Despite Our Differences
The Music Box's #22 album of 2006
First Appeared in The Music Box, September 2006, Volume 13, #9
Written by John Metzger
After it reached the big time in 1989 by scoring a hit single with Closer to Fine, the Indigo Girls admirably spent the next decade doing everything it could to make sure that each of its endeavors was markedly different from its predecessor. However, by the time the duo released its seventh outing Come On Now Social, the strain of its ambitions had begun to weigh heavily upon its work, and the challenge of trying push its music in new directions while also retaining the organic effortlessness of its past affairs proved to be almost too much to bear. Although it further highlighted the problems the group was experiencing, the Indigo Girls’ career-spanning Retrospective provided an opportunity for reflection, which, in turn, allowed it to take a back-to-basics approach on its subsequent albums Become You and All that We Let In.
The Indigo Girls’ latest effort Despite Our Differences continues to follow a similar trajectory, though note-for-note, it also is the most infectious, pop-infused set that the duo ever has managed to concoct. In fact, its melodies, harmonies, and arrangements are so ingratiating that — from the bracing, Who-inspired power chords of Rock and Roll Heaven’s Gate (which includes a guest appearance by Pink) to the shimmering, XTC-meets-Bob Dylan charm of Pendulum Swinger to the soaring and soulful strains of the Billy Joel-inspired Lay My Head Down — the album carries the weight of an instant classic.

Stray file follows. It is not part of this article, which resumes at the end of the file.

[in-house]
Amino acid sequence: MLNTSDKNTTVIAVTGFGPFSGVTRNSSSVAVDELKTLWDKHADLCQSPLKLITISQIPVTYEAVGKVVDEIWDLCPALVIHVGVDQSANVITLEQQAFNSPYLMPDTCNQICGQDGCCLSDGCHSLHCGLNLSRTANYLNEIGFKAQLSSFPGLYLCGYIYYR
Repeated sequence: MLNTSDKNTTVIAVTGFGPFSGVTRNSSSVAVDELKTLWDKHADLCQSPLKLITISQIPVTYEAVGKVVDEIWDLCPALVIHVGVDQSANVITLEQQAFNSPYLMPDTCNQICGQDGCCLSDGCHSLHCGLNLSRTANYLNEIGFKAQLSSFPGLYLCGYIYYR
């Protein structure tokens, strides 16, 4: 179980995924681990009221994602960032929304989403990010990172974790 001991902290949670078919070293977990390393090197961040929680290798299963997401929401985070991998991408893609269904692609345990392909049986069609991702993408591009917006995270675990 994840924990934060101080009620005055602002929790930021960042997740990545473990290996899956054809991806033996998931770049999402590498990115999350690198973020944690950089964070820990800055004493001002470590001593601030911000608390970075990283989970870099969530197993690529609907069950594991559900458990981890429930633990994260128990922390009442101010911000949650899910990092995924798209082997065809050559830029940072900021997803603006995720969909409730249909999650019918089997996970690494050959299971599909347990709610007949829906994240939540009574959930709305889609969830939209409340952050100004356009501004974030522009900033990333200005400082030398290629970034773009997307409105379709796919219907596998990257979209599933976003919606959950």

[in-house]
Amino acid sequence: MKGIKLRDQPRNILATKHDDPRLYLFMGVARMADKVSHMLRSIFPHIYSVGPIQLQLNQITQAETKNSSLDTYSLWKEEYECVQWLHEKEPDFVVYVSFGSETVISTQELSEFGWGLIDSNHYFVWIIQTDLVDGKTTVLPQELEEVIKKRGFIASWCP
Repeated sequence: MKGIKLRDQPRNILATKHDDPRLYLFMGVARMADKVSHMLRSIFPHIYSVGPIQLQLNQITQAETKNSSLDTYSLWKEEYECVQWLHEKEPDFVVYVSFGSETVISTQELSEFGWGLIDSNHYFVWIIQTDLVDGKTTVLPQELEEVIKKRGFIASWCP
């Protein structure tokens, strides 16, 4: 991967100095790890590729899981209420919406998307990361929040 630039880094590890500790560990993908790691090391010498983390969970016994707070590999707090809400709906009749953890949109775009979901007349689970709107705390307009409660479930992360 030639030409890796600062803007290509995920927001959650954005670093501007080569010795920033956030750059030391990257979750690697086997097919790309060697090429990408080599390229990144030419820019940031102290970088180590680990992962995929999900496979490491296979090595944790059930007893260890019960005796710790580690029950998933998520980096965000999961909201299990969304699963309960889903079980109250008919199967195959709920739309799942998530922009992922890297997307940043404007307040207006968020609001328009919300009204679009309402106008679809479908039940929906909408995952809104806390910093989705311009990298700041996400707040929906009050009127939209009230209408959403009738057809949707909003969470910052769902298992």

Featuring energetic rock songs that are interspersed with gentler, folk-oriented fare, Despite Our Differences is delightfully well paced, and it plays directly to the Indigo Girls’ strengths without being delivered in such an agreeable fashion that it begins to feel lightweight. With a backing band that includes drummer Matt Chamberlain, bass player Clare Kenny, pedal steel guitarist Greg Leisz, and keyboard player Carol Isaacs, the Indigo Girls, along with producer Mitchell Froom, keeps the up-tempo tracks tight and punchy, while also giving the softer selections ample room to breathe. Intertwining songs about weathering storms of both a political and a personal nature, the Indigo Girls turns the perseverance of its career into an endearing and affecting song cycle that professes a belief in the power of love to provide strength and comfort in times of distress.
Of Further Interest...
Despite Our Differences is available from Barnes & Noble.
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1 Star: Pitiful
2 Stars: Listenable
3 Stars: Respectable
4 Stars: Excellent
5 Stars: Can't Live Without It!!
Copyright © 2006 The Music Box